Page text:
Oftentimes, I will hear runners emphasize their pace or distance.  By that, I mean, “faster” or “longer” runs are “better” or define a “good” runner (yes I am using a lot of quotation marks here, I know).  But I started thinking about that more. My pace is fair and I’ve ran two marathons at this point. Maybe that makes me a good runner. Maybe not. But, I do know that I always want to improve and find new challenges.  I started thinking about other runners I know.  Some are not as fast as me; some have run distances far past 26.2 miles; some run happy every time they run; some never give up, even through injury or personal conflicts.  And that is when I realized, there is no singular definition of a good runner.  But, based upon my experiences with my local running community, I think there are some key elements that one should possess to be a “good” runner. Here is the attributes list I came up with while running; I made it from the main attributes of people I know here in my local running community that I would place in the GREAT runner category.

  • Heart – Running  isn’t for the faint of heart. If running was easy, everyone would do it.  We all start out as new runners; oftentimes out of shape or inexperience. If your heart isn’t in it, it is easy to make excuses and stop.
  • Determination/Courage – Running makes you face your fears. It can take you places you never thought you could go.  There are days you can doubt yourself or think you can’t do it, but good runners still lace up and get out there, despite the odds.
  • Goal-setter – The goal is always based upon the individual runner, but always there is a end goal. The good runners are stating their goals, making a plan, and meeting the end goal.  Oftentimes, they are encouraging others to do the same.
  • Finds joy in the process – Some of the best runners I know that have been running for years can still find joy in the process.  Part of that is probably because they are always setting new goals, but the other part may be that they can appreciate running for what it is.  If you are running, at any pace or distance, it means you are healthy and able–certainly there is JOY in that!

So, if you can see any of these attributes in yourself, then you can guarantee I think you’ve made the list when it comes to what defines a “good” runner. Running as a sport is a fluid concept, much like life. There are times we will have good running days, and there are times when we will have not so good running days. The point is to enjoy each day as it comes and know that you are worth the challenge.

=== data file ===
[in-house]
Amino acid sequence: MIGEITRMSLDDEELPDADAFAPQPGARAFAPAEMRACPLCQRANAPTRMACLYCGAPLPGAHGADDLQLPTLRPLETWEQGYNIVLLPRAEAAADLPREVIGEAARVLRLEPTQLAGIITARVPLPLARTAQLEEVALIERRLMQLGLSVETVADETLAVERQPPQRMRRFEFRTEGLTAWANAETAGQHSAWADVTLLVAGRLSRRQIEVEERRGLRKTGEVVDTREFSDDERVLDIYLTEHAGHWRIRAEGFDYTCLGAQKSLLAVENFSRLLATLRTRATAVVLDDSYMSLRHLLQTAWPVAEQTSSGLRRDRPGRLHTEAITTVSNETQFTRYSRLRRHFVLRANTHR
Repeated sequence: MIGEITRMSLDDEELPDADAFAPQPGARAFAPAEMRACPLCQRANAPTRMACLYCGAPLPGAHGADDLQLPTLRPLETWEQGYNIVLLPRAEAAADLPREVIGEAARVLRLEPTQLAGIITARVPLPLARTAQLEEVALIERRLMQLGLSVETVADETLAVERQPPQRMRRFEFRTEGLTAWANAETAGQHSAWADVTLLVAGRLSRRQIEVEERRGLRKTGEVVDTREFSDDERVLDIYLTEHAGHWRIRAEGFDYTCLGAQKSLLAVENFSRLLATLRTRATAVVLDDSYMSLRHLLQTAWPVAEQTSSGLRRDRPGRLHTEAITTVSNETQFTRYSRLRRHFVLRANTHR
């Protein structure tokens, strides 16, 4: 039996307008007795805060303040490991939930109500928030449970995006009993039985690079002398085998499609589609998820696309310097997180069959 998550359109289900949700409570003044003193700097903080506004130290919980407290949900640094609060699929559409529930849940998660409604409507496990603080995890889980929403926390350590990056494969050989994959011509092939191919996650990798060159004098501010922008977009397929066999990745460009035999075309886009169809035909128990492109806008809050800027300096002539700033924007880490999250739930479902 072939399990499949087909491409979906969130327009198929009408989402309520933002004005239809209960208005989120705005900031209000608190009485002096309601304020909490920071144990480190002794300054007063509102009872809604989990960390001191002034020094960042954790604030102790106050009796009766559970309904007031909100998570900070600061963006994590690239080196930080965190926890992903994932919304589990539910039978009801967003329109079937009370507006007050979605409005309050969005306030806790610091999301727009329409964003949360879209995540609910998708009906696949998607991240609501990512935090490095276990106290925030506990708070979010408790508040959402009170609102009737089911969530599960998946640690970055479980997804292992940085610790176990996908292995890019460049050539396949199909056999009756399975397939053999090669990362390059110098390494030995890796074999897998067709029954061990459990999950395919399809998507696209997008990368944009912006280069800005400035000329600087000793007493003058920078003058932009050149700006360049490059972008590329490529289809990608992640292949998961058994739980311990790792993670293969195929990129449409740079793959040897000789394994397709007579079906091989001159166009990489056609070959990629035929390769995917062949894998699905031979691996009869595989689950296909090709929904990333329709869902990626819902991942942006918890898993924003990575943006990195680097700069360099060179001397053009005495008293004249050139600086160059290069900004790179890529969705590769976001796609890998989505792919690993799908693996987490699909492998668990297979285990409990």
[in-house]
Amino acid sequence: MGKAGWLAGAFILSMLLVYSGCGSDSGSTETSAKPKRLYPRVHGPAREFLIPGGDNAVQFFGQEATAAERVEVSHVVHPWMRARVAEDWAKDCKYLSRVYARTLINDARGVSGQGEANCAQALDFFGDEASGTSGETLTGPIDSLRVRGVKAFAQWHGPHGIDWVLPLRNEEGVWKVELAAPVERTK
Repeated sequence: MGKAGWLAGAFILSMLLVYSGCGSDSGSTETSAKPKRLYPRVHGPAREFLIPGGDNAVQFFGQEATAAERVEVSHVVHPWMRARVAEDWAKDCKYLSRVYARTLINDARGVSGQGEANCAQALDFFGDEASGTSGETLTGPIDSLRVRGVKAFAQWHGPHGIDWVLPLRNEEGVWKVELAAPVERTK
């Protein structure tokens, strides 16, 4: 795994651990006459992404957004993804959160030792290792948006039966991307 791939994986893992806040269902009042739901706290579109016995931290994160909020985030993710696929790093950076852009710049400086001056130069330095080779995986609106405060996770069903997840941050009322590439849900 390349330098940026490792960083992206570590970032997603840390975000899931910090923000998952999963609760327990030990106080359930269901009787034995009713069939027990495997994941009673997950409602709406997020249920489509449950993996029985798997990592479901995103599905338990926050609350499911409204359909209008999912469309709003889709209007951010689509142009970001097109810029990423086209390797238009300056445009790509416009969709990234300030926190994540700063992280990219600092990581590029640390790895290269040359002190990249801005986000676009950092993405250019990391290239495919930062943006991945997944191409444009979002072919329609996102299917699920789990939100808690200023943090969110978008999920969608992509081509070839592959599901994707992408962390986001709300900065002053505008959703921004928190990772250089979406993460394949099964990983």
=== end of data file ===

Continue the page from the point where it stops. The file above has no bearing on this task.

every day

 

 

 

 

 

 

Women and the hats they wear…

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So, the photo is just to get your attention. Sort of.  But it is also illustrates the juggling I do every day–as a woman, mother, wife, and daughter.  I am a runner, a sister, an aunt, a friend, an employee, a student, a care taker, a mentor….the list goes on and on. Think about it. If I asked you right now how many roles you played (“hats you wear”) in a day, what would your “hat count” be in total?

I really started thinking about this “hat count” when I saw a conversation recently in a Women For Tri group.  The original post was from an athlete talking about finding, and losing, a balance of her roles when training for an Ironman.   She poured her heart out on camera, in the middle of her living room floor with piles of laundry, a dirty floor and  mounds of back to school paperwork surrounding her. She had just returned home from her race the day before and was exhausted.  Instead of eating, resting, recovering, this woman was faced with the task of picking back up where she had left off weeks, probably even months, ago.  She broke down on the camera and said she just wanted to revel in the one thing she had ever done in her life for herself–train and complete an Ironman–and she could not because, well, life was calling.  She was very frustrated, but at the same time, she was very proud to have accomplished a life-long dream, all while being a single mom, raising a child with special needs, and working full-time during her training.